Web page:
Bruce Springsteen led his E Street Band and a sold out Tampa Bay Times Forum on an impassioned triumph last Friday night. His clenched fists pumped the air — so did ours — and his boots stomped the stage during Florida's only show on his current "Wrecking Ball Tour." It was a two hour-forty eight minute rock revival of hope and "heck yeah!"
The Boss played much of his "Wrecking Ball" album released earlier this month, opening with the evocative "We Take Care of our Own," his observation of the current American condition.
The night's special moments are too numerous to list, and Springsteen's connectedness with the elated crowd fueled most of them.
He gave a fan his broken guitar string after he cheese-grated his Telecaster against his microphone stand. For a giddy cover of the classic pop tune "634-5789," Bruce ran out to the middle of the general admission floor and crowd-surfed back to the main stage.
During "Waitin' on a Sunny Day," Springsteen held his microphone down to a young woman to help him sing the chorus. Her tone — yeesh. The fan wasn't flat or sharp; she was in another galaxy. (But, hey, she sang with The Boss while I can only write about it).
Still, Springsteen encouraged her. She'd sing a line and Bruce would say "Almost!" She'd sing another: "Almost!" Even in the most dire of situations, the Boss exudes hope for humanity.
The E Streeters, flanking Springsteen 16 pieces-strong, were in stellar mode just three shows into the tour. Max Weinberg, the human metronome of a drummer, provided the pulse. The sequence of encore hits displayed why Bruce and this band are known for gritty live shows.
Bruce screamed, "Let's go! 1! 2! 3! ..." and boom, the house lights blasted on, illuminating the euphoric crowd for "Born to Run." That 20 second-or-so sax solo by Jake Clemons, nephew of the late Clarence Clemons, was pure bliss. "Dancing in the Dark" followed, then "Glory Days." The finale, "Tenth Avenue Freeze-Out," was another chance to honor "The Big Man," Clemons.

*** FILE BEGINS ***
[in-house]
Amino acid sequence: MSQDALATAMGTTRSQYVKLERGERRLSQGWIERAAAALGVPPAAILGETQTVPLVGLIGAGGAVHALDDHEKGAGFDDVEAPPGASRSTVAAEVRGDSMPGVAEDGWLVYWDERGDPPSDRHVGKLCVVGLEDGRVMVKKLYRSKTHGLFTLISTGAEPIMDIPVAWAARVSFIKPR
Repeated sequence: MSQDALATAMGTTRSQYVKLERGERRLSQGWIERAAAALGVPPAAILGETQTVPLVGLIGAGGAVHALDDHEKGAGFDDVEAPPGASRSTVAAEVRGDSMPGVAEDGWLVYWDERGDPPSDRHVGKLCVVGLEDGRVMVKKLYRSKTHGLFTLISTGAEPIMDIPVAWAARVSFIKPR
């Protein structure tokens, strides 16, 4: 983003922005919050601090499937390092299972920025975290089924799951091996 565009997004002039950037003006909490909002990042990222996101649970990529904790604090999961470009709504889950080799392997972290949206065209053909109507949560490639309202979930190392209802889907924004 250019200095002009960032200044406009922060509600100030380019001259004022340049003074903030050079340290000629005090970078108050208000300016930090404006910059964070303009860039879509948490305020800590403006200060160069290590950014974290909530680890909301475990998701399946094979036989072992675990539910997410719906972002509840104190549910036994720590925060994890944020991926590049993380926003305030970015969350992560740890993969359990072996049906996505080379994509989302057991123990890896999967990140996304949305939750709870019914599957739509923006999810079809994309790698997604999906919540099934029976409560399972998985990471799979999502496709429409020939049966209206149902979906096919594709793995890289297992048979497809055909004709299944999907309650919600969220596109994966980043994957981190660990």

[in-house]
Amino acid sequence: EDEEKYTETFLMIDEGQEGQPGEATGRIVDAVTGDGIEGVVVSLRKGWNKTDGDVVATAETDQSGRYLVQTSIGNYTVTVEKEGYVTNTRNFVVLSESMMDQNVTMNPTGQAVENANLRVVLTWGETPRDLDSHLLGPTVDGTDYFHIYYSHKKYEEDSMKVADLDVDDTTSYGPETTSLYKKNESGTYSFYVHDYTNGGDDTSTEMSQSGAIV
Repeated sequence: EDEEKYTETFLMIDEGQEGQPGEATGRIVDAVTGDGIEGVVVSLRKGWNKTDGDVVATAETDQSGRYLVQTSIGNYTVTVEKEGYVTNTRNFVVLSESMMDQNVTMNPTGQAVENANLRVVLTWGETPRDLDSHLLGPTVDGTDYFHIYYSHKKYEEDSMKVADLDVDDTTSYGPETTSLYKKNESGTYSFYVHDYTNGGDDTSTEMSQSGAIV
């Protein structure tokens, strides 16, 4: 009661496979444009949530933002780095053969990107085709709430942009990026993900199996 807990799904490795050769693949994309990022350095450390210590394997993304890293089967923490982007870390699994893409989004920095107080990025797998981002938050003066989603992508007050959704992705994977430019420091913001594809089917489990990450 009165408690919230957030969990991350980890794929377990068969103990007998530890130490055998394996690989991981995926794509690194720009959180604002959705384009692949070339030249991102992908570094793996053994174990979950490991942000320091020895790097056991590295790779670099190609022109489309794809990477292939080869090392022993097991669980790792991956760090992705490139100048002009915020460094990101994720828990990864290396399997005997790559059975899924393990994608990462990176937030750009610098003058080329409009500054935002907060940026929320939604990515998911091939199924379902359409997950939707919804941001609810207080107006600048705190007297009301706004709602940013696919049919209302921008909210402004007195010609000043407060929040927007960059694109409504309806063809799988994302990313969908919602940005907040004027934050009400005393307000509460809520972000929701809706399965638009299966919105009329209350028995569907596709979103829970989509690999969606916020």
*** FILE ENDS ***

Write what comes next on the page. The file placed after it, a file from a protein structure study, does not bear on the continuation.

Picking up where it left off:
When the song hit the lyric " ... and the big man joined the band ...," the music stopped. The band stood silent as the crowd went berserk. Clemons' son, Jared, came onstage and soaked it in, embraced by the arm of cousin Jake.
Following the final bow and a few minutes after the band retreated to the back caverns of the Forum, Springsteen popped out from behind the stage and raised his plastic cup to the few hundred faithful who remained. The cheers didn't compare in size to 10 minutes earlier when the other 17,000 folks were still there; still, he nodded and smiled in several directions, raising his cup again and again.
For that moment, he wasn't the Boss; he was much more like a guy at the end of the bar who just got off work, acknowledging some familiar faces.
When Springsteen did finally leave, he walked toward a tunnel, waving and smiling before pointing to a young boy. Then he reached into his back pocket, pulled out his harmonica and tossed it up to him.